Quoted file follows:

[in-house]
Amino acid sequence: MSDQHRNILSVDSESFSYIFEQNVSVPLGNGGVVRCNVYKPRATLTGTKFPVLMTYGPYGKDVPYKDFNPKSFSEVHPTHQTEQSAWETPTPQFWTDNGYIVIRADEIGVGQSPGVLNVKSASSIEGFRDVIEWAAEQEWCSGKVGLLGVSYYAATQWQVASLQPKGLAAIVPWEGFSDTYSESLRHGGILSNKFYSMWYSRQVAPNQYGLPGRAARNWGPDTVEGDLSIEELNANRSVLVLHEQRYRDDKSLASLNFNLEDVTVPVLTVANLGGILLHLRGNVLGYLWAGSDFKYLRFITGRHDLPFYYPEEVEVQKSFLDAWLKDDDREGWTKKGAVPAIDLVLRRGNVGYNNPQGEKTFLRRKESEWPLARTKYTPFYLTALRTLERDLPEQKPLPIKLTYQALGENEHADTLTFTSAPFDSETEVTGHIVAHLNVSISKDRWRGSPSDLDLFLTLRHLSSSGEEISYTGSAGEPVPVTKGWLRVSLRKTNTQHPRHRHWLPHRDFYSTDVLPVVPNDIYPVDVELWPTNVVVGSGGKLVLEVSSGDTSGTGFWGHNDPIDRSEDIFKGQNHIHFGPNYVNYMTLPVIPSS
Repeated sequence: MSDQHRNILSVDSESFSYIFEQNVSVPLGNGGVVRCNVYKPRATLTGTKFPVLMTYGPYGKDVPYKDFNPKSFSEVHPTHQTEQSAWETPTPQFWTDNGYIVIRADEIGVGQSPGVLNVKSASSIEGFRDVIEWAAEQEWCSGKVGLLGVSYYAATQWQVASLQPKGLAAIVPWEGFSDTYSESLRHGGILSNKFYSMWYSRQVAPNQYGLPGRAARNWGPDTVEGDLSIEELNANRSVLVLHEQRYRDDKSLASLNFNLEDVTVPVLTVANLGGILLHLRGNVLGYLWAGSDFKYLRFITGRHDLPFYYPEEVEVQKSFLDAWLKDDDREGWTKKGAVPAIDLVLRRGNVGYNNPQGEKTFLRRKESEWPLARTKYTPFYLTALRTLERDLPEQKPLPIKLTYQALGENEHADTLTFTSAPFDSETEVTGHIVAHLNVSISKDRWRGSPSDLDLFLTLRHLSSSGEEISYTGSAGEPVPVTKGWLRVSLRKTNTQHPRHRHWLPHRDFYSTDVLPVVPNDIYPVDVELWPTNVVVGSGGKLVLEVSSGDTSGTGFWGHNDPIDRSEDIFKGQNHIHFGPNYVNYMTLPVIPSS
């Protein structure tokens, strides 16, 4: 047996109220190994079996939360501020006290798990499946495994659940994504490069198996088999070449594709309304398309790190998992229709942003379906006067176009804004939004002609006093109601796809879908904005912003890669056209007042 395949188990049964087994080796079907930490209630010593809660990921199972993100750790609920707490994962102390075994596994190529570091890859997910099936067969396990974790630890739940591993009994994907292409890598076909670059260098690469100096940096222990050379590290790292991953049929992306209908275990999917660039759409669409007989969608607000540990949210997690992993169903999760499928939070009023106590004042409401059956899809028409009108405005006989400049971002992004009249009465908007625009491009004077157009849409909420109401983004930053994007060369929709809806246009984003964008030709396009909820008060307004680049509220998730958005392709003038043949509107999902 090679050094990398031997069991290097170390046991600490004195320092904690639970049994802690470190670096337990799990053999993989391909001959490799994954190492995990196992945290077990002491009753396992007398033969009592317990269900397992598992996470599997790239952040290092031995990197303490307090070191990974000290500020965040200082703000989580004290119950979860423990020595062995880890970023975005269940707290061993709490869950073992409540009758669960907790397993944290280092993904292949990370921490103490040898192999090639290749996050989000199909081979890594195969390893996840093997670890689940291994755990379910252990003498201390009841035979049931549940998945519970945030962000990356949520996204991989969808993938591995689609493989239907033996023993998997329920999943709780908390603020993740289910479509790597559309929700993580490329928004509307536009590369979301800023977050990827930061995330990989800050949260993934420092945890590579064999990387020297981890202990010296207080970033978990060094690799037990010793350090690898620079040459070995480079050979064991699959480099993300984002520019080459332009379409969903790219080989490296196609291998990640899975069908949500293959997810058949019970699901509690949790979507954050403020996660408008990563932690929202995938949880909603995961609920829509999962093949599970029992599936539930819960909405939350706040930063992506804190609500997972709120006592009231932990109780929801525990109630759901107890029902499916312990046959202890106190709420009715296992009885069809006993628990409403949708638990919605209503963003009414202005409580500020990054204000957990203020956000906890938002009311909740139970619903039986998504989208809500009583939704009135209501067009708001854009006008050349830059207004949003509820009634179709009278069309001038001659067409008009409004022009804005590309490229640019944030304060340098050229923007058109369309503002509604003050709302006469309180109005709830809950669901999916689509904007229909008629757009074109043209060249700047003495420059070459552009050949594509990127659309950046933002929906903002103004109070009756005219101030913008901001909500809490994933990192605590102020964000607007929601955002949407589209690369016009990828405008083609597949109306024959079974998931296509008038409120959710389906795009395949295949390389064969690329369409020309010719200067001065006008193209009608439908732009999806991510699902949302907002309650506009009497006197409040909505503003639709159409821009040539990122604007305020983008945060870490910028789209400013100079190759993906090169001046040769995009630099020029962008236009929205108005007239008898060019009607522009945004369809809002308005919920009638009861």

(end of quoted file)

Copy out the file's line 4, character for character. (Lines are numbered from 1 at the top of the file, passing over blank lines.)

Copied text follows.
């Protein structure tokens, strides 16, 4: 047996109220190994079996939360501020006290798990499946495994659940994504490069198996088999070449594709309304398309790190998992229709942003379906006067176009804004939004002609006093109601796809879908904005912003890669056209007042 395949188990049964087994080796079907930490209630010593809660990921199972993100750790609920707490994962102390075994596994190529570091890859997910099936067969396990974790630890739940591993009994994907292409890598076909670059260098690469100096940096222990050379590290790292991953049929992306209908275990999917660039759409669409007989969608607000540990949210997690992993169903999760499928939070009023106590004042409401059956899809028409009108405005006989400049971002992004009249009465908007625009491009004077157009849409909420109401983004930053994007060369929709809806246009984003964008030709396009909820008060307004680049509220998730958005392709003038043949509107999902 090679050094990398031997069991290097170390046991600490004195320092904690639970049994802690470190670096337990799990053999993989391909001959490799994954190492995990196992945290077990002491009753396992007398033969009592317990269900397992598992996470599997790239952040290092031995990197303490307090070191990974000290500020965040200082703000989580004290119950979860423990020595062995880890970023975005269940707290061993709490869950073992409540009758669960907790397993944290280092993904292949990370921490103490040898192999090639290749996050989000199909081979890594195969390893996840093997670890689940291994755990379910252990003498201390009841035979049931549940998945519970945030962000990356949520996204991989969808993938591995689609493989239907033996023993998997329920999943709780908390603020993740289910479509790597559309929700993580490329928004509307536009590369979301800023977050990827930061995330990989800050949260993934420092945890590579064999990387020297981890202990010296207080970033978990060094690799037990010793350090690898620079040459070995480079050979064991699959480099993300984002520019080459332009379409969903790219080989490296196609291998990640899975069908949500293959997810058949019970699901509690949790979507954050403020996660408008990563932690929202995938949880909603995961609920829509999962093949599970029992599936539930819960909405939350706040930063992506804190609500997972709120006592009231932990109780929801525990109630759901107890029902499916312990046959202890106190709420009715296992009885069809006993628990409403949708638990919605209503963003009414202005409580500020990054204000957990203020956000906890938002009311909740139970619903039986998504989208809500009583939704009135209501067009708001854009006008050349830059207004949003509820009634179709009278069309001038001659067409008009409004022009804005590309490229640019944030304060340098050229923007058109369309503002509604003050709302006469309180109005709830809950669901999916689509904007229909008629757009074109043209060249700047003495420059070459552009050949594509990127659309950046933002929906903002103004109070009756005219101030913008901001909500809490994933990192605590102020964000607007929601955002949407589209690369016009990828405008083609597949109306024959079974998931296509008038409120959710389906795009395949295949390389064969690329369409020309010719200067001065006008193209009608439908732009999806991510699902949302907002309650506009009497006197409040909505503003639709159409821009040539990122604007305020983008945060870490910028789209400013100079190759993906090169001046040769995009630099020029962008236009929205108005007239008898060019009607522009945004369809809002308005919920009638009861």